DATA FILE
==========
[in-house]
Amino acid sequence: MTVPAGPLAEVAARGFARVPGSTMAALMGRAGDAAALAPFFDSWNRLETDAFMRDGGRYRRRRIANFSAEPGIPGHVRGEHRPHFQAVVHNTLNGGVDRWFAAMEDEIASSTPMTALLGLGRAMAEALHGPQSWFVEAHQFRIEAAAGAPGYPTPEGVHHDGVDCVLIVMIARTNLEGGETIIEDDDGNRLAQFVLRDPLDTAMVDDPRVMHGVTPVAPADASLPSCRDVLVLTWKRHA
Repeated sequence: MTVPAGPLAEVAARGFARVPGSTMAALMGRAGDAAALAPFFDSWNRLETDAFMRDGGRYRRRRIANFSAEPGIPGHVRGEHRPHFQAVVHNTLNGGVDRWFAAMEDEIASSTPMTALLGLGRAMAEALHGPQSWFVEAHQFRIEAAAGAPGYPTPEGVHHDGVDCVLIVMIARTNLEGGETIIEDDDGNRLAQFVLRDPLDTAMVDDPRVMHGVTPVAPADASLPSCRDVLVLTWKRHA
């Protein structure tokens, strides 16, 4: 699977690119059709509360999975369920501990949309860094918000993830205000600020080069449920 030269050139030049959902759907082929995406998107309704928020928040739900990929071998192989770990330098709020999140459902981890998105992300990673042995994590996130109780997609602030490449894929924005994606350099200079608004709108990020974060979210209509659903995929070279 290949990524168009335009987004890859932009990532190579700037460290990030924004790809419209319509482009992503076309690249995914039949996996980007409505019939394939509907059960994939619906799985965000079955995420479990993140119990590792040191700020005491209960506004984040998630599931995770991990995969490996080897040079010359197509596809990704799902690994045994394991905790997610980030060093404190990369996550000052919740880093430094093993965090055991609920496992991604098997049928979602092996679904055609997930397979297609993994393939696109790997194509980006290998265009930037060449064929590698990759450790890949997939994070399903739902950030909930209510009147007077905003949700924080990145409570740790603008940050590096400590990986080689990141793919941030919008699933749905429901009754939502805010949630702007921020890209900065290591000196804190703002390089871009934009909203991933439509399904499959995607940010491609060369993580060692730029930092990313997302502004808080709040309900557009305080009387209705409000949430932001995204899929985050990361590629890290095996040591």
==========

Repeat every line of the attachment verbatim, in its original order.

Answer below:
[in-house]
Amino acid sequence: MTVPAGPLAEVAARGFARVPGSTMAALMGRAGDAAALAPFFDSWNRLETDAFMRDGGRYRRRRIANFSAEPGIPGHVRGEHRPHFQAVVHNTLNGGVDRWFAAMEDEIASSTPMTALLGLGRAMAEALHGPQSWFVEAHQFRIEAAAGAPGYPTPEGVHHDGVDCVLIVMIARTNLEGGETIIEDDDGNRLAQFVLRDPLDTAMVDDPRVMHGVTPVAPADASLPSCRDVLVLTWKRHA
Repeated sequence: MTVPAGPLAEVAARGFARVPGSTMAALMGRAGDAAALAPFFDSWNRLETDAFMRDGGRYRRRRIANFSAEPGIPGHVRGEHRPHFQAVVHNTLNGGVDRWFAAMEDEIASSTPMTALLGLGRAMAEALHGPQSWFVEAHQFRIEAAAGAPGYPTPEGVHHDGVDCVLIVMIARTNLEGGETIIEDDDGNRLAQFVLRDPLDTAMVDDPRVMHGVTPVAPADASLPSCRDVLVLTWKRHA
């Protein structure tokens, strides 16, 4: 699977690119059709509360999975369920501990949309860094918000993830205000600020080069449920 030269050139030049959902759907082929995406998107309704928020928040739900990929071998192989770990330098709020999140459902981890998105992300990673042995994590996130109780997609602030490449894929924005994606350099200079608004709108990020974060979210209509659903995929070279 290949990524168009335009987004890859932009990532190579700037460290990030924004790809419209319509482009992503076309690249995914039949996996980007409505019939394939509907059960994939619906799985965000079955995420479990993140119990590792040191700020005491209960506004984040998630599931995770991990995969490996080897040079010359197509596809990704799902690994045994394991905790997610980030060093404190990369996550000052919740880093430094093993965090055991609920496992991604098997049928979602092996679904055609997930397979297609993994393939696109790997194509980006290998265009930037060449064929590698990759450790890949997939994070399903739902950030909930209510009147007077905003949700924080990145409570740790603008940050590096400590990986080689990141793919941030919008699933749905429901009754939502805010949630702007921020890209900065290591000196804190703002390089871009934009909203991933439509399904499959995607940010491609060369993580060692730029930092990313997302502004808080709040309900557009305080009387209705409000949430932001995204899929985050990361590629890290095996040591």